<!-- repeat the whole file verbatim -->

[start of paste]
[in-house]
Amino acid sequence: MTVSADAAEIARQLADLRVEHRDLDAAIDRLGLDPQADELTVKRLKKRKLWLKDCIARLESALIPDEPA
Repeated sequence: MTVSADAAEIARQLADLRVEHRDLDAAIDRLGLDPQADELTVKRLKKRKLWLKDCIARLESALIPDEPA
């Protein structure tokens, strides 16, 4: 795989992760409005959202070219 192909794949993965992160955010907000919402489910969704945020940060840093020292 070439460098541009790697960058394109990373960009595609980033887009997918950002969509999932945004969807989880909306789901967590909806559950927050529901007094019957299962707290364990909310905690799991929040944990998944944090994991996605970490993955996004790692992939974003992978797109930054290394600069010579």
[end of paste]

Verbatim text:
[in-house]
Amino acid sequence: MTVSADAAEIARQLADLRVEHRDLDAAIDRLGLDPQADELTVKRLKKRKLWLKDCIARLESALIPDEPA
Repeated sequence: MTVSADAAEIARQLADLRVEHRDLDAAIDRLGLDPQADELTVKRLKKRKLWLKDCIARLESALIPDEPA
């Protein structure tokens, strides 16, 4: 795989992760409005959202070219 192909794949993965992160955010907000919402489910969704945020940060840093020292 070439460098541009790697960058394109990373960009595609980033887009997918950002969509999932945004969807989880909306789901967590909806559950927050529901007094019957299962707290364990909310905690799991929040944990998944944090994991996605970490993955996004790692992939974003992978797109930054290394600069010579």